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Latinos: The eighth world economy

November 10, 2021
  • Business Immigration
  • Individual Immigration

Most impressively, U.S. Latino GDP grew 21 percent faster than India’s and 30 percent faster than China’s.

Like millions of immigrants, Jaime Lucero arrived in the United States without a dollar in his bag, but full of dreams.

It was 1975, when Lucero, born in 1957 in the Mexican state of Puebla, crossed the border without papers and decided to try his luck in New York. Speaking no English and a graduate of high school alone, he got his first job as a dishwasher at a seafood restaurant in Queens. Six years later, thanks to his hard work and entrepreneurial vision, he achieved his first dream: to buy a used van and start his own delivery business.

In 1993, Lucero took another decisive step in his career as an entrepreneur by creating Golden and Silver Inc., one of the largest importers and distributors of branded clothing in the United States. By 2002 the company had a fleet of 25 vans and 47 customers, including Saks Fifth Avenue and JC Penney. Today, Lucero’s businesses employs thousands of people in various parts of the country.

Lucero has received multiple recognitions, both for his business leadership and philanthropic work. Since 2014, the Institute of Mexican Studies at Lehman College has been named after him. The businessman is founder and president of “Casa Puebla Nueva York”, a non-profit organization that supports and promotes Mexican culture.

He is also the creator of Fuerza Migrante, a multiplatform dedicated to promoting the economic and political power of Mexicans in the United States. “Education and civic engagement are essential for our community to reach its full potential,” he says.

While Lucero’s economic success is outstanding, his desire to excel is not an isolated case but the common denominator of millions of Latino immigrants.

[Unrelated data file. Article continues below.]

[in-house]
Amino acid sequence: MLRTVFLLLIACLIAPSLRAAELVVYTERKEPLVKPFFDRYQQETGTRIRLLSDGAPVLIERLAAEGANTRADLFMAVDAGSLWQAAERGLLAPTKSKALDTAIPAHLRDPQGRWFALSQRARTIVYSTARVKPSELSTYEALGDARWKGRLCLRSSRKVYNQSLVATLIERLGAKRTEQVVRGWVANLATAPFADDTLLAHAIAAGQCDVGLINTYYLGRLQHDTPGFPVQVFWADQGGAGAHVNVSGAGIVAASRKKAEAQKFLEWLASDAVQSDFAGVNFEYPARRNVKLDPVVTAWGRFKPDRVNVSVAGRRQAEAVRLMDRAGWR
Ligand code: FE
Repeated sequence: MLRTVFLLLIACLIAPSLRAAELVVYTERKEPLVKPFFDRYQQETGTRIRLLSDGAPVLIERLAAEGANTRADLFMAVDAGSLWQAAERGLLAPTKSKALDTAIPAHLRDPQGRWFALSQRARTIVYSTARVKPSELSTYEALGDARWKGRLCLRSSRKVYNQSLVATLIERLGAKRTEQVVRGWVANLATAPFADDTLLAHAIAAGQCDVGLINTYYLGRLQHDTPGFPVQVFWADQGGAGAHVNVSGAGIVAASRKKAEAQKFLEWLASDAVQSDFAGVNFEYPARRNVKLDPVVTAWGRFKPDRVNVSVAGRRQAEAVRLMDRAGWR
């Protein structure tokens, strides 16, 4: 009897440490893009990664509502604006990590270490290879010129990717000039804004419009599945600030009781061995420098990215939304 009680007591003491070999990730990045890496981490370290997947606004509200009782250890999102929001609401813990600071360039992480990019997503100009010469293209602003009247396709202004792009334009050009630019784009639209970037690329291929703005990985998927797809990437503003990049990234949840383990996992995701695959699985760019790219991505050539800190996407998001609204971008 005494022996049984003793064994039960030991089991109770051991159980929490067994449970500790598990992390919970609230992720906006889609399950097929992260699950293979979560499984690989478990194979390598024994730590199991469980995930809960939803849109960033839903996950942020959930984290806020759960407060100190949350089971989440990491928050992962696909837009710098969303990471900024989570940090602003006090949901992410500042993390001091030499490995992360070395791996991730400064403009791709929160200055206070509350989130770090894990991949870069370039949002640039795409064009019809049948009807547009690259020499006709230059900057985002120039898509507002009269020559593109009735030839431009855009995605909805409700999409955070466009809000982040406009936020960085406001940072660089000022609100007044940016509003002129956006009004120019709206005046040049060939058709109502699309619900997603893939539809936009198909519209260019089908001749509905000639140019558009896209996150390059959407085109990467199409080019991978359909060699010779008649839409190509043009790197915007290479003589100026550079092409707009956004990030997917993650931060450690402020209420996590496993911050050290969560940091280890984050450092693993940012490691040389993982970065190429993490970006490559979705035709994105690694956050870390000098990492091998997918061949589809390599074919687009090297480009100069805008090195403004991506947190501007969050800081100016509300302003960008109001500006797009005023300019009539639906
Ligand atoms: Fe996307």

Persistence and hard work

For Dr. David Hayes-Bautista, director of CESLAC (Center for the Study of Latino Health and Culture), thanks to his persistence and hard work, the economic performance of Latinos in the United States is impressive.

A recent study entitled “2021 State Latino GDP Report”, of which Hayes-Bautista is co-author, reveals that the GDP of the Latino population in this country amounted to 2.6 trillion dollars in 2018. This means that, if Latinos were an independent nation, they would rank eighth worldwide, with a GDP higher than countries such as Brazil, Italy or South Korea.

Most impressively, U.S. Latino GDP grew 21 percent faster than India’s and 30 percent faster than China’s.

These figures, according to Hayes-Bautista, contradict the entrenched stereotype among certain anti-immigrant sectors that Latinos come to the United States to commit crimes or to live on public assistance. “We are not lazy, nor criminals, we come to work and contribute and this study proves it,” he says.

Increase in consumption

Much of Latinos’ extraordinary economic performance is due to consumption. Between 2010 and 2018, according to the study, actual consumption in this group increased 135 percent faster than that of non-Latinos. The total consumption in 2018 among Latinos residing in the states of Arizona, California, Florida, Illinois, New Jersey, New Mexico, New York and Texas was $1.36 trillion. These eight states are home to nearly three-quarters of the nation’s Latinos.

Hayes-Bautista explains that the rapid growth in consumption is essentially due to accelerated advances in the growth of the Latino population and its strong participation in the labor market, especially in the education and health care (16.0 percent), professional and commercial services (12.6 percent) and government (8.2 percent) sectors.

Regarding the growth of the Latino population, the report indicates that, between 2010 and 2018, in California the non-Latino population grew by 3 percent, while Latinos increased 13 percent. This growth, Hayes-Bautista clarifies, was not driven by migration but by a high fertility rate in this group.

The report also highlights that from 2010 to 2018, the educational attainment of Latinos grew at a rate 2.5 times faster than that of non-Latinos. During that period, the labor force participation rate for California Latinos averaged 4.6 percentage points higher than that of non-Latinos. In 2018, Latino labor force participation was overall 5.0 percentage points higher.

Latinos in general and, specifically in California, also have a longer life expectancy than non-Latino whites (83.6 years compared to 80.8). This is because, according to Hayes-Bautista, they take better care of their health. “In the case of the pandemic,” he clarifies, “Latinos were one of the hardest hit groups because they did not have the same access to COVID-19 vaccines as others and because they could not be confined to their homes because many are essential workers.”

The study’s most important takeaway, Hayes-Bautista notes, is that Latinos are a huge source of economic vitality for the United States because of their hard work, family values and strong health profile.